What had immediately led to this action cannot be known. It is certain that he had procured a lettre de cachet from his brother, the Due de Choiseul. Mme. de Stainville went home after the supper at Mme. de Valentinois’ full of terrible apprehensions. They were only too well founded. That same night, the night of the 20th-21st January, 1767, at three in the morning, the Comte had his wife placed in a post-chaise, seated himself by her side, and carried her to Nancy, where, armed with the King’s written order, he shut her up for the rest of her days in the Convent of the Filles de Sainte-Marie.

A waiting-maid and a footman who were suspected of having been in their mistress’s confidence were also shut up, she at Sainte-Pelagie and he at Bicetre. There was even a talk of imprisoning Clairval too, but the Due de Choiseul opposed it, that the public might not be deprived of a favourite actor.

All M. de Stainville’s friends had done their utmost to persuade him against such a scandal ; they besought him to have patience, or, if he were bent on carrying out his purpose, at least to choose a better and more fitting moment ; but he would listen to no one.

The scandal was, in fact, tremendous. The young wife, brutally snatched away on the very eve of a ball of which she would have been the queen, was regarded as a victim, and the world had no mercy on him. But he had at least the decency to place all his wife’s fortune in the hands of the guardians of his children.

When M de Stainville’s second daughter (Françoise) was going to be married, the young girl declared she would never consent unless her mother were present at the ceremony. He was forced to yield, and Mme. de Stainville came out of the convent for a few days. By the intervention of the Duchesse de Choiseul she was then invited to return to her family; but she had become very devout, and refused to leave the convent. She died soon after in a frame of exalted piety.

Her lover, Lauzun was devastated by her fall from grace but was soon consoled by Lady Sarah Bunbury, one of the famous Lennox sisters. However, her husband was to be immediately dumped by his own mistress, a famous opera dancer who, like the rest of Paris, sided with his unfortunate wife and considered his behaviour beneath contempt.

Françoise’s mother, the Comtesse de Stainville with her sister in law, Béatrix de Choiseul, Duchesse de Gramont and her lover, the Duc de Lauzun.

Françoise’s father, the Comte de Stainville.

The two Stainville girls went to the Abbaye aux Bois convent school on the Rue de Sèvres in Paris although rumours abounded that the younger was not the daughter of the Comte (her mother had been made to solemnly make an oath that Françoise, just a few months old at the time of her mother’s disgrace, was the Comte’s daughter), which may explain why the Choiseul family took little interest in her and refused to see her when they visited her elder sister. The only exception was her aunt by marriage, the kind hearted and much loved Duchesse de Choiseul who was extremely fond of her and made sure that she was included in family visits to Chanteloup, such as on the occasion of her sister’s marriage on 10 October 1778 to a cousin Claude Antoine de Choiseul, who would later succeed their uncle as Duc de Choiseul.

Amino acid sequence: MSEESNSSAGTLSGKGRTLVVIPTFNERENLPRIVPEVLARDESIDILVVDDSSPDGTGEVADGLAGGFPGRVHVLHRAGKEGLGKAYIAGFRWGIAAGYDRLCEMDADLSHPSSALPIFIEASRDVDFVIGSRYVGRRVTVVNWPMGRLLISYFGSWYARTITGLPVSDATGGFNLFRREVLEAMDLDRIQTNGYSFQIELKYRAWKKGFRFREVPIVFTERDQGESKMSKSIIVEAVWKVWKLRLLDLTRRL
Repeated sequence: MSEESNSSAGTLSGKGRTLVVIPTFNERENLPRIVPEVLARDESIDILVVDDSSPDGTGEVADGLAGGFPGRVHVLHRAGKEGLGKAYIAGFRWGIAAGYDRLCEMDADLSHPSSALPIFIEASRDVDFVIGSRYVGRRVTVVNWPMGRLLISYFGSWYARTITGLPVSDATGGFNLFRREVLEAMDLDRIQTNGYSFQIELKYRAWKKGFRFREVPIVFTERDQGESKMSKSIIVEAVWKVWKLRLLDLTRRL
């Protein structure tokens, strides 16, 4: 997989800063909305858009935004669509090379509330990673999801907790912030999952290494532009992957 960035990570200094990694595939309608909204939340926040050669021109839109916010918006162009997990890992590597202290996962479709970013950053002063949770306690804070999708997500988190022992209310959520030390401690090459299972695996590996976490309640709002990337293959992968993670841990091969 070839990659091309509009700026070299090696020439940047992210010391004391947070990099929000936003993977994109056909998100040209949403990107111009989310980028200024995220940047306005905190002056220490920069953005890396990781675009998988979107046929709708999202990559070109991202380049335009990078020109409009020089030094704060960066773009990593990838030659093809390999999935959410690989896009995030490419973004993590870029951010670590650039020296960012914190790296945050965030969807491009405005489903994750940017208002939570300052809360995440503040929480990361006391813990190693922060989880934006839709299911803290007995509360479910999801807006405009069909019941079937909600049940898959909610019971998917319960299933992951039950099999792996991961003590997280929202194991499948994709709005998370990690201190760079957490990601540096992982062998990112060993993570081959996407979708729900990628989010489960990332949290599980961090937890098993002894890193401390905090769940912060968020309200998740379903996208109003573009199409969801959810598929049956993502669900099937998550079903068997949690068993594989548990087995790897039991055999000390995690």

Abbaye Aux Bois school.

Hélène, Princesse de Ligne, friend of Françoise and her sister at school. She wrote at great length about them both in her memoirs.

At this time, Françoise was described as ‘wild’, badly behaved and ignorant and both Choiseul-Stainville girls were considered to be trouble makers and the driving forces behind minor acts of disobedience at their school, to which the elder returned, as was the custom, after her marriage. Their best friend at this time was Hélène Massalska, who married the Prince de Ligne on the 29th July 1777 and who described the elder Choiseul girl, who was her best friend in her memoirs as ‘very pretty’. One of their most notorious pranks was to pour ink into the holy water in the school chapel.

Marie-Stéphanie, Duchesse de Choiseul-Beaupré, sister of Françoise and lady in waiting to Marie Antoinette. Stéphanie was the petted and adored favourite of her family, while her younger sister was always somewhat ignored.

Until Françoise’s arrival at Abbaye aux Bois, after her mother’s downfall, the two sisters had been barely in each other’s company – the elder girl was already well established when Françoise arrived at the school, apparently from a convent elsewhere which makes me wonder if Françoise, who was just a baby when her mother was sent away had in fact accompanied her into exile at Nancy and remained with her until it was considered judicious to remove her and send her to school in Paris.